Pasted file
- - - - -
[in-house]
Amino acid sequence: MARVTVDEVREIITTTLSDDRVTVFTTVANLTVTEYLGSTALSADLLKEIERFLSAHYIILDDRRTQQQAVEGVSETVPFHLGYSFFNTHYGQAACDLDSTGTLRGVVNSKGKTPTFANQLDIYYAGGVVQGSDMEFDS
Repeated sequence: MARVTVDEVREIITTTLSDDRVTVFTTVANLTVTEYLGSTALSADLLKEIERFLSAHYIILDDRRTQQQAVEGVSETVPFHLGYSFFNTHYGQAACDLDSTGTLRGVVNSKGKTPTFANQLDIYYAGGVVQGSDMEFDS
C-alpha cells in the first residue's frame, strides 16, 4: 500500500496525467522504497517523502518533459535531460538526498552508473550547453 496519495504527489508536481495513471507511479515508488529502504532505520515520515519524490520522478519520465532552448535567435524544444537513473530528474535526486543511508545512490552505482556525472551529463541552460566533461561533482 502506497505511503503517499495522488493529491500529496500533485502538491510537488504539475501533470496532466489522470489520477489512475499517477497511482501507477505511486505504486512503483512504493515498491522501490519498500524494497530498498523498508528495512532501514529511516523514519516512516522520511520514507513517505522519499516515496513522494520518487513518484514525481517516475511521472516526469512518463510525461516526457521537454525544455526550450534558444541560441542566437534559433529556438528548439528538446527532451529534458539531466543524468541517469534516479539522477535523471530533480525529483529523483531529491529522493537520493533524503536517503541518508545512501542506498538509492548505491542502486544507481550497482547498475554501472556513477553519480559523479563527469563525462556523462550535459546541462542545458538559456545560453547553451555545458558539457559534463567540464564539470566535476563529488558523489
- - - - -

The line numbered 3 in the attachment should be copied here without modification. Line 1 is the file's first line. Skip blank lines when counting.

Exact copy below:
Repeated sequence: MARVTVDEVREIITTTLSDDRVTVFTTVANLTVTEYLGSTALSADLLKEIERFLSAHYIILDDRRTQQQAVEGVSETVPFHLGYSFFNTHYGQAACDLDSTGTLRGVVNSKGKTPTFANQLDIYYAGGVVQGSDMEFDS